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Rob Shaw: BC United knows not who holds leverage in potential Conservative alliance

The strategy of condescension towards BC Conservatives is backfiring for BC United
BC Conservative Leader John Rustad | Adrian Lam, Times Colonist

There are no shortage of hurdles facing the BC United and Conservative parties in their ongoing merger talks — money, leadership, candidates and more — but one of the largest remains the attitude of the United party itself, which has gravely misread the situation for months.

The mess that’s now sinking the party is one of its own making, and can be largely traced back to the decisions it made around banning conservative blogger Aaron Gunn from the party leadership race in 2021, and ejecting John Rustad from caucus in 2022.

Yet up until a sudden burst of self-reflection this week, brought on by yet another in a series of calamitous polls, there was not a hint from United that it had recognized the error of its ways.

“I don't spend much time, frankly, thinking about the BC Conservatives,” United Leader Kevin Falcon said Nov. 30. “They’ve always been there. They've always been a bit of a thorn in our side. That's OK.”

The Conservatives now are less of a thorn and more of a chainsaw. Allies of Gunn have taken over the party and are responsible for its skilled, quick-moving positioning. Rustad has proven to be a far more able politician than anyone ever gave him credit for.

But Falcon’s comment speaks to the months of mistaken United high-handedness, squandering time in which legitimate merger talks could have occurred.

Rustad now holds the better hand in the political poker game. His polling numbers — ephemeral as polling may be — are consistent enough over several months to validate his position as trouncing United in popularity.

Why would he, or the Conservatives, budge at this point? What’s in it for them? It’s a question United has not answered.

The condescension extended into this week, at a press conference with Falcon on Thursday. While Falcon professed interest in a “reasonable discussion to see if we can find common ground,” he also buried the party’s candidates as fringe extremists and repeatedly suggested Conservatives were only successful by accident.

“If he thinks that his support is because there's been this genuine enthusiasm for John Rustad and whatever policies they talk about, that's fine, he can believe that,” said Falcon.

“But I think he, in a quiet moment, might think, ‘Gee, maybe it has something to do with Pierre Poilievre’s popularity.’ Which is a totally separate party. But they happen to have the same name. And I think that voter confusion will clear out by the time the election rolls around.”

The idea that sheer luck is filling the sails of the Conservatives may help United members sleep at night. But Rustad has not been sitting there lazily watching his polling numbers rise.

He’s been capitalizing on the situation by crisscrossing the province to hold rallies at every legion, community centre, coffee shop, parade and cultural gathering that will have him. In many cases, he achieves an impressive turnout.

Rustad’s held at least 100 events in the last two months in 24 different communities, plus attended the legislature. It’s a travel schedule that would put any United MLA to shame. Party fundraising numbers are rising. Some impressive names have joined as candidates.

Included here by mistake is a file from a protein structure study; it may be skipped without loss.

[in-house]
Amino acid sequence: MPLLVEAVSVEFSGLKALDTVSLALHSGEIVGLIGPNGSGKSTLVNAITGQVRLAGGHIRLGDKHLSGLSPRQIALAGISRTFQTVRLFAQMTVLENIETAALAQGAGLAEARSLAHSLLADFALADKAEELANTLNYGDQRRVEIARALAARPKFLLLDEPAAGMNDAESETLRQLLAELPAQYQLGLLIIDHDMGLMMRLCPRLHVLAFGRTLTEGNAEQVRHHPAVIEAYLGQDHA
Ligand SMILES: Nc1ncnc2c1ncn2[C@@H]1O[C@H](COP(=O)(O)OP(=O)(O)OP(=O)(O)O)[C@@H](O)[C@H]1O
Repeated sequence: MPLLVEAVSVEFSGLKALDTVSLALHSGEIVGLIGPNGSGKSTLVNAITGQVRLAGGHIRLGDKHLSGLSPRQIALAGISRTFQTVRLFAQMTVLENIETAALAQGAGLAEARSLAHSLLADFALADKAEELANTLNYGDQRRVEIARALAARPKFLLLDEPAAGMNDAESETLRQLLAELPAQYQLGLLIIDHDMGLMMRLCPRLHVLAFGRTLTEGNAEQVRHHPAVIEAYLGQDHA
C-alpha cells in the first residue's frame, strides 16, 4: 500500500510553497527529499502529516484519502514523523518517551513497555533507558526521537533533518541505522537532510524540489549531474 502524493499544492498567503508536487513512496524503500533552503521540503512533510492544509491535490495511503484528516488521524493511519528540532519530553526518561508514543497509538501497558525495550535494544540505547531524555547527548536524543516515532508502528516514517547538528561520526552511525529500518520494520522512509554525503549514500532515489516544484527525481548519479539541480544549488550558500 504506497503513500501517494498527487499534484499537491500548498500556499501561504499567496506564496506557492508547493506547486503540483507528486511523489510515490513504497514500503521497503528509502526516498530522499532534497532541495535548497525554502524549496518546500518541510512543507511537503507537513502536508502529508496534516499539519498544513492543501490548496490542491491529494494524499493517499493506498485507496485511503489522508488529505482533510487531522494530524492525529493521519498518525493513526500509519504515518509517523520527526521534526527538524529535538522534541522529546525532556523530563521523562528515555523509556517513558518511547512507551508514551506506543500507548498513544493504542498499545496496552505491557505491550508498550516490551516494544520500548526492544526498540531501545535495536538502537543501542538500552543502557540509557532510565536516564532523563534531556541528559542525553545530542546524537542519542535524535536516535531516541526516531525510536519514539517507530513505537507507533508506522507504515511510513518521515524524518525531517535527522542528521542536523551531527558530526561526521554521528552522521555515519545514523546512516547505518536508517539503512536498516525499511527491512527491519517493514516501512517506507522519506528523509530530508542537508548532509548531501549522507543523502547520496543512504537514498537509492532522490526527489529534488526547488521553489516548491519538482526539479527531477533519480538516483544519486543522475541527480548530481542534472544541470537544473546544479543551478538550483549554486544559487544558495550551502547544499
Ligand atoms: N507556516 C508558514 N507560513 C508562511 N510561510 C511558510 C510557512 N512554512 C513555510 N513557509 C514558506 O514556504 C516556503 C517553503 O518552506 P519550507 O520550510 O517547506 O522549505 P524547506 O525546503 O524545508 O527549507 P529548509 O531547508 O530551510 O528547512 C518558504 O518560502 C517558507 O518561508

Conservatives consider it a slap in the face whenever United discounts their hard work as stupid happenstance. Yet, United does it again and again. Every time, it chips away at the goodwill required to get a co-operative deal.

The same can be said for Conservative party strategists. They’ve been running circles around United in the digital arena, better and more quickly aligning the party with the popular messaging of Poilievre and putting Conservatives days ahead of United on big topics.

So they bristle when they are approached at public events by the old guard of the BC Liberal party, who look down upon what they are doing and suggest they “do what’s right” for the free enterprise movement by packing up their things and slinking home to the United party that rejected them.

Who in their right mind would accept that kind of deal?

United has chosen to ignore the deep resentment Rustad holds against Falcon, as well as other top MLAs who ostracized him. It has underestimated the same resentment held by Conservative strategists against the United party apparatus that blacklisted Gunn.

None of them are willing to quit just because Falcon, Gordon Campbell, Jimmy Pattison, Chip Wilson or some other business bigwig suggests they do so. And they aren’t particularly motivated by the idea of defeating the NDP just so a bunch of former Liberals who shunned them can arrogantly take the reins of power again, pushing them off to the side like before.

United seems convinced that it can ignore and insult the Conservatives into submission. So far, it has backfired.

A more serious approach to co-operation will probably involve putting some apologies on the table, a few party heads on the chopping block and clearing off some of the deadwood in key ridings to make way for the Conservatives.

There are no signs of any of that. And so there are no signs the talks are going anywhere, yet.

Rob Shaw has spent more than 16 years covering B.C. politics, now reporting for CHEK News and writing for Glacier Media. He is the co-author of the national bestselling book A Matter of Confidence, host of the weekly podcast Political Capital, and a regular guest on CBC Radio.

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